In Halifax, the last leg of my book-launch tour, I met a beautiful person: a Mi’kmaw elder, Billy Lewis, who welcomed me to his ancestral land. I offered him a pouch of tobacco as my gesture of thanks. I also told him that I now understood why it was so important to me to acknowledge, as I just did, that I was standing on unceded Mi’kmaq land. By doing this, I am acknowledging and honouring his continuing sense of connection with the land; I am honouring the fact that it has never been broken in his heart and spirit. And as I do this, I am honouring my own efforts to reclaim the lost sense of connection that is associated with my heritage in the Highlands of Scotland.
To read more, about the historical concept of duthchas, my ancestors’ sense of responsibility toward one’s people and the land that they inhabited, click here.
Meanwhile, after listening to me speak in Halifax and starting to read my book, Billy Lewis sent me an email, saying: “We truly share a common history, and it’s our common connection to the land that unites us in giving life to the true meaning of a Commons.”
I felt so affirmed in what my book is about in what he said!
Walalin (Mi’kmaw for Thank you)
Excerpt from Reclaiming the Commons:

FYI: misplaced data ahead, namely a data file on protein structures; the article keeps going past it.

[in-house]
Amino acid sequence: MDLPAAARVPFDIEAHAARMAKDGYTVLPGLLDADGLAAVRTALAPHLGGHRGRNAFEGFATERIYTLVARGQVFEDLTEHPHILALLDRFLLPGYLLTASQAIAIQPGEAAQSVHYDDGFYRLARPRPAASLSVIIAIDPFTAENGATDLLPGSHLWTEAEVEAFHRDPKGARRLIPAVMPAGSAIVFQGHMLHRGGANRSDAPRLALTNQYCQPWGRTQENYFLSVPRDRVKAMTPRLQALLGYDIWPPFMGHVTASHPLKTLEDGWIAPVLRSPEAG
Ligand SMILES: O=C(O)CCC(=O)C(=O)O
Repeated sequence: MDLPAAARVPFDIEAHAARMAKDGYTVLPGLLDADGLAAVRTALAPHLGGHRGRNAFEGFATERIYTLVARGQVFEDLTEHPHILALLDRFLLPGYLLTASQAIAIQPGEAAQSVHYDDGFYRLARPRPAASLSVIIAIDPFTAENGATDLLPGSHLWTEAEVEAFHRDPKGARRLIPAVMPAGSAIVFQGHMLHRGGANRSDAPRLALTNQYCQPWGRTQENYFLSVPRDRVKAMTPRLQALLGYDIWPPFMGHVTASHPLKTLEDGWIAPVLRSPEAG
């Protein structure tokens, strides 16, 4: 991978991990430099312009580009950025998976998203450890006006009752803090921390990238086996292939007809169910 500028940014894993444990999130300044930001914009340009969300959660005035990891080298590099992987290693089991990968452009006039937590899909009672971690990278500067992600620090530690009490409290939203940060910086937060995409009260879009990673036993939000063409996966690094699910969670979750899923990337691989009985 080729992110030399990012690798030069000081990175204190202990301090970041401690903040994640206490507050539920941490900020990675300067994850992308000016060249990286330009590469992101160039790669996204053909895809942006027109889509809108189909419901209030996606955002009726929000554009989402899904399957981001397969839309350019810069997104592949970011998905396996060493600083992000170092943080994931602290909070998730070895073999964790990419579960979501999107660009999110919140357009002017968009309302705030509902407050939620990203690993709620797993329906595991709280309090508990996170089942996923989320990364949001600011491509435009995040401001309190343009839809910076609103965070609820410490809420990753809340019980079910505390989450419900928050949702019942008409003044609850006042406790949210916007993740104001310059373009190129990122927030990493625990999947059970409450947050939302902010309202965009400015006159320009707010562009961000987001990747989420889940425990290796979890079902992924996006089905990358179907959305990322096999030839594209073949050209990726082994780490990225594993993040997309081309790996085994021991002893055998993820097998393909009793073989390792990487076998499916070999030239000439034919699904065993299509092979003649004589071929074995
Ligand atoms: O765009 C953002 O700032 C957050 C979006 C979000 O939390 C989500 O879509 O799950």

Duthchas is not a land claim as we’ve come to understand the word today. Or rather, what’s claimed isn’t land as property, but a lineage of connection and a responsibility toward a particular piece of land, as place, that’s passed on from generation to generation. I recall not only that common means “together as one” or together in obligation, but that its opposite (that is, the opposite of communis being immunis) is being “not under obligation” or “exempt.” In other words, the ethos of the commons knit people together with their neighbors and with
the land, plus the local fens, forest and bodies of water, with no one or nothing treated as exempt, nor as an externality. Inhabitants and habitat were one inseparable whole. All were neighbors, all belonged together, though this didn’t rule out resentment and dissent. The point was that all were also bound together by mutual obligation and mutual self-interest, and reminded of this every day.
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